21 April 2011

Politicians Who Fail to Understand Policymaking

I have a new column up at Bridges, and it is a bit more hard hitting than my usual quarterly perspective.  In it I explain that we should be a bit forgiving when politicians don't have the same level of knowledge as experts, as they can't be experts in everything.  However, we should be far less forgiving when politicians show that they don't understand the mechanisms of policy.  Here is an excerpt:
[I]t should be far less worrisome that the public or policy makers do not understand this or that information that experts may know well. What should be of more concern is that policy makers appear to lack an understanding of how they can tap into expertise to inform decision making. This situation is akin to flying blind.

Specialized expertise typically does not compel particular decisions, but it does help to make decisions more informed. This distinction lies behind Winston Churchill's oft-cited advice that science should be "on tap, but not on top." Effective governance does not depend upon philosopher kings in governments or in the populace, but rather on the use of effective mechanisms for bringing expertise into the political process.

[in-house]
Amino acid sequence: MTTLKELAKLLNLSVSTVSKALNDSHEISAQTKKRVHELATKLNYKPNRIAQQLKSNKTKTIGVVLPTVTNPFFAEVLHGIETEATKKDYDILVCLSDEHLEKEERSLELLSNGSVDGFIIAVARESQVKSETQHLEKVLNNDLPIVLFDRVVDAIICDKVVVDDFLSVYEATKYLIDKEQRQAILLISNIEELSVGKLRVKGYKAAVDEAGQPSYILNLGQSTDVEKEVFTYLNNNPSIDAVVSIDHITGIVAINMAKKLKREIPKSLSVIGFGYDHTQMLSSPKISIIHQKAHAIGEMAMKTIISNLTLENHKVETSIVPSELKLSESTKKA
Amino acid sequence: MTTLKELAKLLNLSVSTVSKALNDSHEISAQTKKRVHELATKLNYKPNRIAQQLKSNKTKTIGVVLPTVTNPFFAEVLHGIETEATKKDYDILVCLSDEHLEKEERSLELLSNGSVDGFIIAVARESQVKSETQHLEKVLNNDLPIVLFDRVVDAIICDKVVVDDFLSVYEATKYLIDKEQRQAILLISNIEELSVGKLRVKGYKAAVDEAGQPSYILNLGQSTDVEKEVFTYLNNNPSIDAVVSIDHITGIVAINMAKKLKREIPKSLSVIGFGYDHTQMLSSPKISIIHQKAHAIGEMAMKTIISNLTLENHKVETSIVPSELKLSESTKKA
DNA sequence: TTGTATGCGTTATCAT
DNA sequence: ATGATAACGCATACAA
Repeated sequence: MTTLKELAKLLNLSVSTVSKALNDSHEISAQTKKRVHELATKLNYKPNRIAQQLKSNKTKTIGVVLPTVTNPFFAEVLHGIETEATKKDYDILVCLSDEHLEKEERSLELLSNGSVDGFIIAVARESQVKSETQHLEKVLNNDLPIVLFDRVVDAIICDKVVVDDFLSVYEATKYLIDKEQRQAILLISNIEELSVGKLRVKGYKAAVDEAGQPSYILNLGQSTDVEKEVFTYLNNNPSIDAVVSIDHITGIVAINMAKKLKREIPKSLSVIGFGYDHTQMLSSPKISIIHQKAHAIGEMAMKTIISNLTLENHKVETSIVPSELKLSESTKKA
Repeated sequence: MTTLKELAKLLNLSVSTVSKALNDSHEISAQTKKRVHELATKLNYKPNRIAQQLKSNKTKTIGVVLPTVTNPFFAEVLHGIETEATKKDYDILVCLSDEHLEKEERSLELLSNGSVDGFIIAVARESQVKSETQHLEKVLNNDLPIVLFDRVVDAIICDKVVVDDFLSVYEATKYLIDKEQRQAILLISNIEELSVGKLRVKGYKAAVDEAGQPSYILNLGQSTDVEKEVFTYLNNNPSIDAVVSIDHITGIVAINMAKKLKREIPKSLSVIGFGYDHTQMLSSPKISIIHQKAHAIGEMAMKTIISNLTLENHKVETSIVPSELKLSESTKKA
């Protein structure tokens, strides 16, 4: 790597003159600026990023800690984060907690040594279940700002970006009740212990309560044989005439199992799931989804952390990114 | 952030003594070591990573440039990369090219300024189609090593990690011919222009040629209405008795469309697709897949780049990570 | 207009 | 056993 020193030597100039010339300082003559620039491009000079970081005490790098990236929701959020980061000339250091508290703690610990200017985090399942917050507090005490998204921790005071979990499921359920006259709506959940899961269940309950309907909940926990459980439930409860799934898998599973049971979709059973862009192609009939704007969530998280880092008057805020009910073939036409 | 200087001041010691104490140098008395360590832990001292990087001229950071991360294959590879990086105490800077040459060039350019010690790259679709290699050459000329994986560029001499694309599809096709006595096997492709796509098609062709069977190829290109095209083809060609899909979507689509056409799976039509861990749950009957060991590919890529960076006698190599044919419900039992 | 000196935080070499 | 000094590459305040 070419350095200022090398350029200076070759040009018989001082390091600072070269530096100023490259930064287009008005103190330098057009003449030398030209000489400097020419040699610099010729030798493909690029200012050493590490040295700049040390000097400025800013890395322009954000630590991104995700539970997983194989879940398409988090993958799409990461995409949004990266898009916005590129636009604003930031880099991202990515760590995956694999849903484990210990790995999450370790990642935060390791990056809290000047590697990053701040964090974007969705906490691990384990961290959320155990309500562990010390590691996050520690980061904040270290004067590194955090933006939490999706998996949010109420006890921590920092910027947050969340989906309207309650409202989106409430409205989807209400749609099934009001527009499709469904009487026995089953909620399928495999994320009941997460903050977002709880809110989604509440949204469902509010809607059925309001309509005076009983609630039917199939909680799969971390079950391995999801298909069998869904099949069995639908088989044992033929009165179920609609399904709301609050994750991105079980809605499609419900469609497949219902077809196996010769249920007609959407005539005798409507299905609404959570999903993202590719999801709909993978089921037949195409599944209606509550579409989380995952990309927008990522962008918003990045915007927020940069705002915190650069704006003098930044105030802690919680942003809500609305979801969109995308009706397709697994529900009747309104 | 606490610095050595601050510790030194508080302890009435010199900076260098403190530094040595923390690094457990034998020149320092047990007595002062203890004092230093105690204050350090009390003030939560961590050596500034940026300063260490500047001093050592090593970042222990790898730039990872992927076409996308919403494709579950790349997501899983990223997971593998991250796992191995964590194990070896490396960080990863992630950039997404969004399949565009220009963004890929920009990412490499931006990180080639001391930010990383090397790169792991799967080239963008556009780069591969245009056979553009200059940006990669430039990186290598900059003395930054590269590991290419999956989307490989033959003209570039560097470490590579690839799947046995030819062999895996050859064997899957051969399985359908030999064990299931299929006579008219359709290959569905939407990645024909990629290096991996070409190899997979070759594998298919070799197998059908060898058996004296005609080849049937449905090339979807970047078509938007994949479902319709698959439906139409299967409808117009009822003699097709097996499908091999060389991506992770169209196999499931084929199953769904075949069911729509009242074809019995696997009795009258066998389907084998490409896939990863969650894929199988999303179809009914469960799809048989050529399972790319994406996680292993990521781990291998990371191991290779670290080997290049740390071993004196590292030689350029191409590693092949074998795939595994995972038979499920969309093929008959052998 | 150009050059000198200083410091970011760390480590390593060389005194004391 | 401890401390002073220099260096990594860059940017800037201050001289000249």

It is the responsibility - even the special expertise - of policy makers to know how to use the instruments of government to bring experts into the process of governance.
Read the whole thing here and feel free to come back and discuss, debate or challenge.


  1. Hi, Roger, Happy Easter-tide.

    The Gummer / BSE example, which you say ‘undercut’ expert advisory processes – as a matter of fact I don’t think that’s right. http://news.bbc.co.uk/onthisday/hi/dates/stories/may/16/newsid_2913000/2913807.stm , dated May 16th 1990 carries quotes from the government’s Chief Medical Officer stating that beef was entirely safe to eat at that time, suggesting that Gummer was, in a perhaps somewhat theatrical fashion, following expert advice. On these type of issues (SARS, HIV, swine flu) policy-makers, imho, always follow expert advice as they would dangerously expose their own backsides if they did not do so (however much I sometimes wish they would tell alarmist advisers to take a running jump, for example on swine flu).

    Expert advice, now there’s an issue in itself. Malthus was an expert? When Carter went on national television in 1979 to warn your good citizens of a coming and inevitable energy crisis, I assume he had taken at least some expert advice. The problem was, on energy prices, that the experts weren’t right. Matt Ridley’s recent WSJ piece amusingly reminds us about correlation/causation – the elderly who shop daily live longer than those who shop weekly it seems, the conclusion being drawn that shopping prevents ill-health rather than the obvious possibility that ill-health prevents shopping.

    Clearly we want policy-makers to seek relevant and trustworthy expert advice, for example, to be topical, on the practicalities and economics of a lower carbon-emitting economy, a subject on which you are an expert. You are also expert on the number of other experts with whom you disagree in one form or another on the subject and possible rational policies.

    How much expert advice is there out there suggesting that hurricanes and extreme weather events are increasing and that billions should be spent defending against the effects of these increases?